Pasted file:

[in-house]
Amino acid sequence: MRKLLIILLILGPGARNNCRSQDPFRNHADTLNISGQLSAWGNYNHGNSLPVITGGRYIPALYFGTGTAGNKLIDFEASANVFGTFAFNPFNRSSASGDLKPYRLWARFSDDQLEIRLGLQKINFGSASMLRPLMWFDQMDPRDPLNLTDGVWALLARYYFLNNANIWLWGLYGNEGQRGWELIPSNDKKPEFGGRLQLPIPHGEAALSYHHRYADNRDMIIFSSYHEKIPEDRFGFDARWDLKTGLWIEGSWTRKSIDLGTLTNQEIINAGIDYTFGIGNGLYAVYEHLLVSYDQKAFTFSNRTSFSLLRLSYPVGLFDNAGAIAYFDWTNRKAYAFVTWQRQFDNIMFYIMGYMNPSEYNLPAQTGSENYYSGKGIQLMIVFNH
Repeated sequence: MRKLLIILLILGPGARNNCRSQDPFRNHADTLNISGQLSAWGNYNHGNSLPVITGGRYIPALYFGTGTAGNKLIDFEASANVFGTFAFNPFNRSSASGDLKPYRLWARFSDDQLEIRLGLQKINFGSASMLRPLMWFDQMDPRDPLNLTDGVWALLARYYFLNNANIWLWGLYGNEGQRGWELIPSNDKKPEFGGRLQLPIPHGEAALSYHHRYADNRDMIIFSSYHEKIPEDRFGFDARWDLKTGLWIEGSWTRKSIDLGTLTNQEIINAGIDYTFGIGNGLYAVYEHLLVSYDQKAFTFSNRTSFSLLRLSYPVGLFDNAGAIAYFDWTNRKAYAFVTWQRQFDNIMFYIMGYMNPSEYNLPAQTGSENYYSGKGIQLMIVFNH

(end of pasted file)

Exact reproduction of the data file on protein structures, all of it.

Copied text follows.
[in-house]
Amino acid sequence: MRKLLIILLILGPGARNNCRSQDPFRNHADTLNISGQLSAWGNYNHGNSLPVITGGRYIPALYFGTGTAGNKLIDFEASANVFGTFAFNPFNRSSASGDLKPYRLWARFSDDQLEIRLGLQKINFGSASMLRPLMWFDQMDPRDPLNLTDGVWALLARYYFLNNANIWLWGLYGNEGQRGWELIPSNDKKPEFGGRLQLPIPHGEAALSYHHRYADNRDMIIFSSYHEKIPEDRFGFDARWDLKTGLWIEGSWTRKSIDLGTLTNQEIINAGIDYTFGIGNGLYAVYEHLLVSYDQKAFTFSNRTSFSLLRLSYPVGLFDNAGAIAYFDWTNRKAYAFVTWQRQFDNIMFYIMGYMNPSEYNLPAQTGSENYYSGKGIQLMIVFNH
Repeated sequence: MRKLLIILLILGPGARNNCRSQDPFRNHADTLNISGQLSAWGNYNHGNSLPVITGGRYIPALYFGTGTAGNKLIDFEASANVFGTFAFNPFNRSSASGDLKPYRLWARFSDDQLEIRLGLQKINFGSASMLRPLMWFDQMDPRDPLNLTDGVWALLARYYFLNNANIWLWGLYGNEGQRGWELIPSNDKKPEFGGRLQLPIPHGEAALSYHHRYADNRDMIIFSSYHEKIPEDRFGFDARWDLKTGLWIEGSWTRKSIDLGTLTNQEIINAGIDYTFGIGNGLYAVYEHLLVSYDQKAFTFSNRTSFSLLRLSYPVGLFDNAGAIAYFDWTNRKAYAFVTWQRQFDNIMFYIMGYMNPSEYNLPAQTGSENYYSGKGIQLMIVFNH